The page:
"It was quite radical and paved the way for what we know as techno-house," says Vandepapeliere of those times. "The whole Belgian scene opened doors for the entire world. Of course, tracks were made all over the world, Belgium was not exclusive, but the audiences here were really open to electronic music very early on. They are very open-minded, still today. That's why it was a special place at that time, especially in clubs like Boccaccio, in my home town of Ghent. When people opened up similar clubs in other countries you really felt that this new music was going to unite us all."

Despite the fact that Renaat himself was never personally that interested in the likes of Front 242, the group helped establish Belgium as an unlikely fulcrum of new electronic music. In 1981, Marvin Gaye had taken a lengthy sabbatical in Ostend, prior to recording his album Midnight Love. By the late '80s, it seemed less far-fetched for Derrick May to be flown over by Renaat from Detroit to Belgium instead. But this was prior to the era of DJ culture, the rise of which personally dismayed the label owner.

"For artists like Derrick, their dream back then was making records. When the DJ became the star, to me that's when things went all wrong. When they were earning thousands of pounds, playing just the music that the public wanted in short sets—I thought it was better when they made records which came from the heart."

While Vandepapeliere certainly harboured some utopian ideas about dance music, in those initial, post-rave years, the music was becoming darker, and heavier, with a sense of heaving claustrophobia characterising clubs like Boccaccio. By 1991, this was reflected in the In Order to Dance series inaugurated by R&S, which collected together the various singles they issued. These included early works by Moby, Model 500, but also Joey Beltram, whose "Energy Flash" and "Mentasm" (released under the name Second Phase) helped define a grimly hedonistic shift in dance, in which the music became hurts-so-good, hard work full of punishing dirges typified by murky bass and neon throbbing.

"The year after we released 'Mentasm,' two years after, every record that came out sounded like 'Mentasm,'" recalls Vandepapeliere. "It was a compliment, in a way, for Joey, for the label, but it was also annoying. That was the mentality of commercial labels, though—copying, not creating."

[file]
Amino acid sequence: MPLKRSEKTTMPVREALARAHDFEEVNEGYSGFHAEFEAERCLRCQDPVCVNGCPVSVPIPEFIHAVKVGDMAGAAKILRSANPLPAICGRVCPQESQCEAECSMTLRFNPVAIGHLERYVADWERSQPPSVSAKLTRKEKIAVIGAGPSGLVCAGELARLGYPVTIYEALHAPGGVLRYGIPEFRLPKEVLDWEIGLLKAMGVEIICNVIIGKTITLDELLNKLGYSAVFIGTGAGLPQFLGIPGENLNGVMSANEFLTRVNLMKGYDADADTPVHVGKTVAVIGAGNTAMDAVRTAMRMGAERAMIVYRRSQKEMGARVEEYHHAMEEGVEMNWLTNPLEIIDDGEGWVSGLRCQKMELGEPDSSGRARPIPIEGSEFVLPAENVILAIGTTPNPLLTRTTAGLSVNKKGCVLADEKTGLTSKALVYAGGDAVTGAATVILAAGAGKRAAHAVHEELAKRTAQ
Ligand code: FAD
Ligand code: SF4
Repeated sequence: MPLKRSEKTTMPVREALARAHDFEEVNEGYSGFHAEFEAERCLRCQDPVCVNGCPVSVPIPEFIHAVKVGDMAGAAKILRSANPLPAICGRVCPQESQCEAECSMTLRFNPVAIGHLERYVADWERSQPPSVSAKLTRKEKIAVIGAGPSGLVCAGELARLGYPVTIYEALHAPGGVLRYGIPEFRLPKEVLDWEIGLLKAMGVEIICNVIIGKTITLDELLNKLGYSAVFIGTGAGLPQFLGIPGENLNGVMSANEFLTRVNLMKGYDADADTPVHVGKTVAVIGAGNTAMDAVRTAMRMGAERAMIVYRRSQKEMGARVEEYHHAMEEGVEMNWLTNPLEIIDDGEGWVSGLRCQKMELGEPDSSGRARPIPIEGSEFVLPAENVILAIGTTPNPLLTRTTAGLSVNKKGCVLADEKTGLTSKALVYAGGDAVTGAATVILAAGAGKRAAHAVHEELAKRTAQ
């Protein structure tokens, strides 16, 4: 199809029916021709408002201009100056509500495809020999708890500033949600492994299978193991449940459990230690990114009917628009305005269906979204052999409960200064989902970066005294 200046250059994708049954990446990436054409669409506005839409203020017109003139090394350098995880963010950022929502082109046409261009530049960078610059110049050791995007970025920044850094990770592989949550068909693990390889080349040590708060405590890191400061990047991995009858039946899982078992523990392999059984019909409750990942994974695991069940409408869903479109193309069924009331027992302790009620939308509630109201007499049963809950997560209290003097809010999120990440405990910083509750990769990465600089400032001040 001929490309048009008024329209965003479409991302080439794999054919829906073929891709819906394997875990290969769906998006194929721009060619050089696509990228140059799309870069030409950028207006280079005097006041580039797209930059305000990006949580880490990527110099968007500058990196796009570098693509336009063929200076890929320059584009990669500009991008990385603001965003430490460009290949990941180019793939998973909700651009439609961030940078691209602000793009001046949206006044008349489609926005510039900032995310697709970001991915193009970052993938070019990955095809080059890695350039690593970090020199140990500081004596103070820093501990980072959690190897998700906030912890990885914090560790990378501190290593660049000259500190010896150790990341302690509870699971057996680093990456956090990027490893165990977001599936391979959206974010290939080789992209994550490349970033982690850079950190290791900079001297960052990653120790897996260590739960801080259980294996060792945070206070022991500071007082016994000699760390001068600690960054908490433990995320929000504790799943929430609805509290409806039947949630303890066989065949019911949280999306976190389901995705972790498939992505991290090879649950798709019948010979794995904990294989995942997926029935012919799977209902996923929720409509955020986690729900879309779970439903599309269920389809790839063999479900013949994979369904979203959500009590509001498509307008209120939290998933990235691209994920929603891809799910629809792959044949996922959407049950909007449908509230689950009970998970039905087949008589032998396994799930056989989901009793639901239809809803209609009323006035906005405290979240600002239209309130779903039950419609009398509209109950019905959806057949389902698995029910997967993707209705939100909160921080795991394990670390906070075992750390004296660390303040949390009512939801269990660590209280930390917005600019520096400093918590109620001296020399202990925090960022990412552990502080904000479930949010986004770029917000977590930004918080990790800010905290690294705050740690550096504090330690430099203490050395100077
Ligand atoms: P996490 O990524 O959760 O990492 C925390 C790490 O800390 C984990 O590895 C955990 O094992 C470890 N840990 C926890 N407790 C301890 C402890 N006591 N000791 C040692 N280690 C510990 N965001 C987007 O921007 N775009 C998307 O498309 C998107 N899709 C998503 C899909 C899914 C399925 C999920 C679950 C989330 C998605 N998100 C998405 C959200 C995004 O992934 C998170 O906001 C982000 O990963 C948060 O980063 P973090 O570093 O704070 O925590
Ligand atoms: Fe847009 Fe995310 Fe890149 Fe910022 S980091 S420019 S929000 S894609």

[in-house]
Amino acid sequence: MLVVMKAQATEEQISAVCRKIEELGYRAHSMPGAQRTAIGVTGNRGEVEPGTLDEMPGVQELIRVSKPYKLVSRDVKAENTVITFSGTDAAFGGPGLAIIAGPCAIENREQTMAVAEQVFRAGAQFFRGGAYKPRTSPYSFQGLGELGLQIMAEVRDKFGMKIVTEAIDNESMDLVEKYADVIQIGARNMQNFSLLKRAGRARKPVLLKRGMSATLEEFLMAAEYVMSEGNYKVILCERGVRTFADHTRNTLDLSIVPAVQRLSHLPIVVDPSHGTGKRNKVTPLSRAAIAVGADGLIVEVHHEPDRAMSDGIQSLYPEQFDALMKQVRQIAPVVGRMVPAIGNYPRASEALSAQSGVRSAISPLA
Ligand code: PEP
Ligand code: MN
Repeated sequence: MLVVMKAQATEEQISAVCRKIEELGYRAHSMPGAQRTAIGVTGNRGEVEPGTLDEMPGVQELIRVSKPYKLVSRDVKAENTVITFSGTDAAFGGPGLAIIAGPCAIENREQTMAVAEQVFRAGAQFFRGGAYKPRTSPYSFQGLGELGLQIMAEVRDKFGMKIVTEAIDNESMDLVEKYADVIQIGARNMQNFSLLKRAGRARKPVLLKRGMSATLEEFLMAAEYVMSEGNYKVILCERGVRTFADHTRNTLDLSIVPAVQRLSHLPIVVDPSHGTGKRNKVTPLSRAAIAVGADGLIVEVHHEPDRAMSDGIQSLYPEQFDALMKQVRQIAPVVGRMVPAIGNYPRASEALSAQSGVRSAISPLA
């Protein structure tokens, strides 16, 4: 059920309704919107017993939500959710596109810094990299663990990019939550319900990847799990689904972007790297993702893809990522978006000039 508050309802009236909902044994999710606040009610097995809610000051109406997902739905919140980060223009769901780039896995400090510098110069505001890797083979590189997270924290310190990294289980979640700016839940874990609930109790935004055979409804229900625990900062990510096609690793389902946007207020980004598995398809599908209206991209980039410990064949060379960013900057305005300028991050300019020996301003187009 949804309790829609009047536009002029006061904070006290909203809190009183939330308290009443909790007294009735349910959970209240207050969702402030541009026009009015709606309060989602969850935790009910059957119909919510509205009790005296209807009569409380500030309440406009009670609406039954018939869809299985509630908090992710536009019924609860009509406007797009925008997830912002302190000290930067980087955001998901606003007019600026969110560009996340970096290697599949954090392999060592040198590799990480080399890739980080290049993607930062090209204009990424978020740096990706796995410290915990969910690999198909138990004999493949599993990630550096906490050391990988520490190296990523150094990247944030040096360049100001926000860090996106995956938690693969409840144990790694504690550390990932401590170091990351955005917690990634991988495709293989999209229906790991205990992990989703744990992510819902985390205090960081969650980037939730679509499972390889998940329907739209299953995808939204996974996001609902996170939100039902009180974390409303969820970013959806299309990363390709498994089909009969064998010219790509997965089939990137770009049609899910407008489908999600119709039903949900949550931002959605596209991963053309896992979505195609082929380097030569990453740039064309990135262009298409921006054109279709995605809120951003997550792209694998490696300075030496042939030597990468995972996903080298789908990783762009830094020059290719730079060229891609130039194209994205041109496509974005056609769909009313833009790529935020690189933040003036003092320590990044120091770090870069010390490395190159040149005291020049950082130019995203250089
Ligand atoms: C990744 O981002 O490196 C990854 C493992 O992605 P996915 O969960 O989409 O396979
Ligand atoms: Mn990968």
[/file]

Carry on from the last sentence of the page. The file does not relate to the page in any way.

He also introduced the world to The Aphex Twin, whose "Didgeridoo," based around a single note on the traditional antipodean instrument showed that it was possible to dispense with a tune altogether and have a huge hit. "He came up with something original there, for sure," says Vandepapeliere. "I always say, no one ever came close to Richard (James), no one. Many tried, no one came close. He is unique."

With cuts by CJ Bolland, Human Resource and Golden Girls' "Kinetic," gloriously remixed by Orbital, DJ Hell and Jaydee, R&S appeared to set the tone of the 1991 dance scene, the music matching the intensity and high temperatures physically experienced on the European dancefloors at the time. "The main club was Omen in Frankfurt, which I went to every week, then spread to Holland. Talk about claustrophobia. Christ! It was very intense and very real in a way I don't see today." Elsewhere, dance music was being reduced to a very very macho, 'ardkore. And yet, despite having been regarded as a champion of that sort of music, Vandepapeliere never really cared for it. "If you listen back to the records we made back then, it wasn't just noise for the sake of noise. Those were always funky records," he protests.

"I never was into the idea that 'electronic music = no emotion.' Personally, I need some soul, or funk, or a little melody mixed in. Some emotion. Otherwise it does nothing for me. My philosophy has been, always put out records that women would dance to. Make records for women. If the women dance, so will the men."